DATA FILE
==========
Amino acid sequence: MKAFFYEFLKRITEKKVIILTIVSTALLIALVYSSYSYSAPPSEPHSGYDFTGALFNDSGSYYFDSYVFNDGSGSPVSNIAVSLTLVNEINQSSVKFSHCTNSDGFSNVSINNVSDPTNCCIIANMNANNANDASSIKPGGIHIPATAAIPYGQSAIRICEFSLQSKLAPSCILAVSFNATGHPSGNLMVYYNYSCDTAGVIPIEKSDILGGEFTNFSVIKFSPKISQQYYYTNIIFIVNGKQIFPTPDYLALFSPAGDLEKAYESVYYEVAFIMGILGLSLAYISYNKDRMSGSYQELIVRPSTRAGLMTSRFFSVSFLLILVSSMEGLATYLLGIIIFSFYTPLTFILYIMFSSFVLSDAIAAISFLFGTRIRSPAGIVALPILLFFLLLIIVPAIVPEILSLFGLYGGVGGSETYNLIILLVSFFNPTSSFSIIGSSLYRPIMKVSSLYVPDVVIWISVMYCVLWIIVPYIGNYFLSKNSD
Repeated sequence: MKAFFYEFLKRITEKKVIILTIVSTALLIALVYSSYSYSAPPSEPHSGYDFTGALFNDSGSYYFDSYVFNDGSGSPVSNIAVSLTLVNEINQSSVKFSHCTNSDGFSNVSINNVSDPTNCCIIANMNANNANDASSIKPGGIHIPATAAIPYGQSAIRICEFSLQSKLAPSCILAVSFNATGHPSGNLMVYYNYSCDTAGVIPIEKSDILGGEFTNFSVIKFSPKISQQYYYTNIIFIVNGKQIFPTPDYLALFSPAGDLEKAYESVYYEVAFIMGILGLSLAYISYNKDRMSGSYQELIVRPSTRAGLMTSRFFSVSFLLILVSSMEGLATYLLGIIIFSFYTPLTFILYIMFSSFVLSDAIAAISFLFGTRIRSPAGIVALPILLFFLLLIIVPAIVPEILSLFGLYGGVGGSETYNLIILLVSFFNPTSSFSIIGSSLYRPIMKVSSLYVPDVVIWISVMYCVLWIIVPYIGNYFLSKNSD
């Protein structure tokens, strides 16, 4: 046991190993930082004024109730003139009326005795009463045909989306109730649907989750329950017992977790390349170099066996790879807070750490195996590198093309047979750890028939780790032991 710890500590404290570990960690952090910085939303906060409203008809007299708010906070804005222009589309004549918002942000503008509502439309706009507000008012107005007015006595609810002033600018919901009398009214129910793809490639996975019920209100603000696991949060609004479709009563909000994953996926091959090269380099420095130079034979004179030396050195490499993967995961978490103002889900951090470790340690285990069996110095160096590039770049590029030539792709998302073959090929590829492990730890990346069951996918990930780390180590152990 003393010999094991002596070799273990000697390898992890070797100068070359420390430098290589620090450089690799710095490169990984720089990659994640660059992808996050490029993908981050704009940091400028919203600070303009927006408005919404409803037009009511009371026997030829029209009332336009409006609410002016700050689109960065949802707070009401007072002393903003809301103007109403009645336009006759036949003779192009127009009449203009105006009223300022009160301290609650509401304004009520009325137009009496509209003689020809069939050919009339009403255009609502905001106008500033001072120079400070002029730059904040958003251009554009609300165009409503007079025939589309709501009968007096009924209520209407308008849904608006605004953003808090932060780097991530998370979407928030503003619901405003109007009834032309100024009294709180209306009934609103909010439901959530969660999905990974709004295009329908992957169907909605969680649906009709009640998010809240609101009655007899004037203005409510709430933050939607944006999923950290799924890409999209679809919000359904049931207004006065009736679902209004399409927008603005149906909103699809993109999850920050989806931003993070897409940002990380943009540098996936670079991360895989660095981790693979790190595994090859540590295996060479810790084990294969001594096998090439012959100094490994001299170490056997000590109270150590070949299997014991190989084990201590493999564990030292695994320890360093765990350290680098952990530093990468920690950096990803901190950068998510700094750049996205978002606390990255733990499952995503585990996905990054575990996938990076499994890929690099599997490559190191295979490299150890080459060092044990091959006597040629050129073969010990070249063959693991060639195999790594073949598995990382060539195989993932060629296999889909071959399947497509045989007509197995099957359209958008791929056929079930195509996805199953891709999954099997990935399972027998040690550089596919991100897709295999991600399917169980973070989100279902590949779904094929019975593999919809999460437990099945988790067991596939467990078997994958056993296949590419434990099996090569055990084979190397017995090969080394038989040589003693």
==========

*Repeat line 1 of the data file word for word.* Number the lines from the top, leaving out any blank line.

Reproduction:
Amino acid sequence: MKAFFYEFLKRITEKKVIILTIVSTALLIALVYSSYSYSAPPSEPHSGYDFTGALFNDSGSYYFDSYVFNDGSGSPVSNIAVSLTLVNEINQSSVKFSHCTNSDGFSNVSINNVSDPTNCCIIANMNANNANDASSIKPGGIHIPATAAIPYGQSAIRICEFSLQSKLAPSCILAVSFNATGHPSGNLMVYYNYSCDTAGVIPIEKSDILGGEFTNFSVIKFSPKISQQYYYTNIIFIVNGKQIFPTPDYLALFSPAGDLEKAYESVYYEVAFIMGILGLSLAYISYNKDRMSGSYQELIVRPSTRAGLMTSRFFSVSFLLILVSSMEGLATYLLGIIIFSFYTPLTFILYIMFSSFVLSDAIAAISFLFGTRIRSPAGIVALPILLFFLLLIIVPAIVPEILSLFGLYGGVGGSETYNLIILLVSFFNPTSSFSIIGSSLYRPIMKVSSLYVPDVVIWISVMYCVLWIIVPYIGNYFLSKNSD